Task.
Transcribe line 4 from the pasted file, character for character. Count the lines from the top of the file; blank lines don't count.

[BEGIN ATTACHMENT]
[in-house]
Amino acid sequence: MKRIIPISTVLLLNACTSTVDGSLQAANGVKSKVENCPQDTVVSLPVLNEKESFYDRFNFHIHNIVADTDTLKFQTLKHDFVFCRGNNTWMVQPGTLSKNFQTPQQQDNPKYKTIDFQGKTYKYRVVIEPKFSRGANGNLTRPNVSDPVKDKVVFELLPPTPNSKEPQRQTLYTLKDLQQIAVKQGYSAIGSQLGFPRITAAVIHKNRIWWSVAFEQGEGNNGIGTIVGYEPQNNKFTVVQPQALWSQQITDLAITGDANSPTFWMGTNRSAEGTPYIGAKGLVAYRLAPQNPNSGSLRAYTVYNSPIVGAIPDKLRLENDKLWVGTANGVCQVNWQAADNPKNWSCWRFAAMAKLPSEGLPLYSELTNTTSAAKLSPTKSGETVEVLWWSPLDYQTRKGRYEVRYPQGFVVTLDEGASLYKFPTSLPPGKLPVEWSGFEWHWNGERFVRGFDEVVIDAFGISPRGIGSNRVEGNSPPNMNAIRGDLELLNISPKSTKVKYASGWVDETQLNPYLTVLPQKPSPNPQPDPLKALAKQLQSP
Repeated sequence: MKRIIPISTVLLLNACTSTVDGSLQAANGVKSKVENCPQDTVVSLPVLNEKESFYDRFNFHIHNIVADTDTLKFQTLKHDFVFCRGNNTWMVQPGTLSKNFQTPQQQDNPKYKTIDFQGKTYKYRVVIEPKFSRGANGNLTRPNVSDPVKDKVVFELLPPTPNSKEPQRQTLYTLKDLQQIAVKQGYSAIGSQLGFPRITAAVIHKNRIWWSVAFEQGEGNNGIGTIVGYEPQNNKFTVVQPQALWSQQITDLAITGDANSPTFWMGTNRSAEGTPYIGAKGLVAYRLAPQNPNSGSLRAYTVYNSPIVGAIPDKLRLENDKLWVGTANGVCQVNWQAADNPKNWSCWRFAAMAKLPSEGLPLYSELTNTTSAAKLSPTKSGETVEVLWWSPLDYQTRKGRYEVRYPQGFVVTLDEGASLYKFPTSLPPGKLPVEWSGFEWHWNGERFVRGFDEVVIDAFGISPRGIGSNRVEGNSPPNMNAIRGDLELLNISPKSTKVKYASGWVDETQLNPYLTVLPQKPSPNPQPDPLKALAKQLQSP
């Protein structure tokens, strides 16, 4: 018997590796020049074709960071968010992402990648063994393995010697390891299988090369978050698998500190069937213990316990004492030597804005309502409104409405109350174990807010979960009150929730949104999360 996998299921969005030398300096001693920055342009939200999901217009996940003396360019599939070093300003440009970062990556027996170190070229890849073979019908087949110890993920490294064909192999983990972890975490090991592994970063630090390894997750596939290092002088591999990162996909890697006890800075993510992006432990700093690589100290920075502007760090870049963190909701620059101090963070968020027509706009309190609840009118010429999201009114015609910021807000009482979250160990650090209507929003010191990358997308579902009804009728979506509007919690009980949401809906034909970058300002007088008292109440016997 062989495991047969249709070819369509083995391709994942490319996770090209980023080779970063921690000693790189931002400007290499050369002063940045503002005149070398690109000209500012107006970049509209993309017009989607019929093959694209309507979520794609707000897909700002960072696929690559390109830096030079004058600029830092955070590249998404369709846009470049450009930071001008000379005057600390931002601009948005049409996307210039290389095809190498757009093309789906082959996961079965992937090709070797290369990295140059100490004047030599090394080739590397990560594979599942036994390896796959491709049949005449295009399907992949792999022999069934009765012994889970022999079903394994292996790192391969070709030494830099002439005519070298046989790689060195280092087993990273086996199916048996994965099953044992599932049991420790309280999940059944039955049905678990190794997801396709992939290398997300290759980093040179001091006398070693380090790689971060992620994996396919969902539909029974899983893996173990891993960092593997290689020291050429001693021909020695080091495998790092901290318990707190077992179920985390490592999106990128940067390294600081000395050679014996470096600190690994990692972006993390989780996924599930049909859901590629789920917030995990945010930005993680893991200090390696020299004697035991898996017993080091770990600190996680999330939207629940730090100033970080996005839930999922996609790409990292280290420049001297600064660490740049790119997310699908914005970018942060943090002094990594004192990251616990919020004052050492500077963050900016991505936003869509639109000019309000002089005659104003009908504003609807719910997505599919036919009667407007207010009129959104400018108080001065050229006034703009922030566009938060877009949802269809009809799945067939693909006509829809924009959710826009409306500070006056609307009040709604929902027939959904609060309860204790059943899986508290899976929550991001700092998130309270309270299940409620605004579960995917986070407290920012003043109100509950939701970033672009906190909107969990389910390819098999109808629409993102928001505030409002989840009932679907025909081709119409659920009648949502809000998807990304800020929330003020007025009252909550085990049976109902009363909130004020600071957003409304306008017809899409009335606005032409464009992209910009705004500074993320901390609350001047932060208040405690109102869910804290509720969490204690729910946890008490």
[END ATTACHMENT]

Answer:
């Protein structure tokens, strides 16, 4: 018997590796020049074709960071968010992402990648063994393995010697390891299988090369978050698998500190069937213990316990004492030597804005309502409104409405109350174990807010979960009150929730949104999360 996998299921969005030398300096001693920055342009939200999901217009996940003396360019599939070093300003440009970062990556027996170190070229890849073979019908087949110890993920490294064909192999983990972890975490090991592994970063630090390894997750596939290092002088591999990162996909890697006890800075993510992006432990700093690589100290920075502007760090870049963190909701620059101090963070968020027509706009309190609840009118010429999201009114015609910021807000009482979250160990650090209507929003010191990358997308579902009804009728979506509007919690009980949401809906034909970058300002007088008292109440016997 062989495991047969249709070819369509083995391709994942490319996770090209980023080779970063921690000693790189931002400007290499050369002063940045503002005149070398690109000209500012107006970049509209993309017009989607019929093959694209309507979520794609707000897909700002960072696929690559390109830096030079004058600029830092955070590249998404369709846009470049450009930071001008000379005057600390931002601009948005049409996307210039290389095809190498757009093309789906082959996961079965992937090709070797290369990295140059100490004047030599090394080739590397990560594979599942036994390896796959491709049949005449295009399907992949792999022999069934009765012994889970022999079903394994292996790192391969070709030494830099002439005519070298046989790689060195280092087993990273086996199916048996994965099953044992599932049991420790309280999940059944039955049905678990190794997801396709992939290398997300290759980093040179001091006398070693380090790689971060992620994996396919969902539909029974899983893996173990891993960092593997290689020291050429001693021909020695080091495998790092901290318990707190077992179920985390490592999106990128940067390294600081000395050679014996470096600190690994990692972006993390989780996924599930049909859901590629789920917030995990945010930005993680893991200090390696020299004697035991898996017993080091770990600190996680999330939207629940730090100033970080996005839930999922996609790409990292280290420049001297600064660490740049790119997310699908914005970018942060943090002094990594004192990251616990919020004052050492500077963050900016991505936003869509639109000019309000002089005659104003009908504003609807719910997505599919036919009667407007207010009129959104400018108080001065050229006034703009922030566009938060877009949802269809009809799945067939693909006509829809924009959710826009409306500070006056609307009040709604929902027939959904609060309860204790059943899986508290899976929550991001700092998130309270309270299940409620605004579960995917986070407290920012003043109100509950939701970033672009906190909107969990389910390819098999109808629409993102928001505030409002989840009932679907025909081709119409659920009648949502809000998807990304800020929330003020007025009252909550085990049976109902009363909130004020600071957003409304306008017809899409009335606005032409464009992209910009705004500074993320901390609350001047932060208040405690109102869910804290509720969490204690729910946890008490």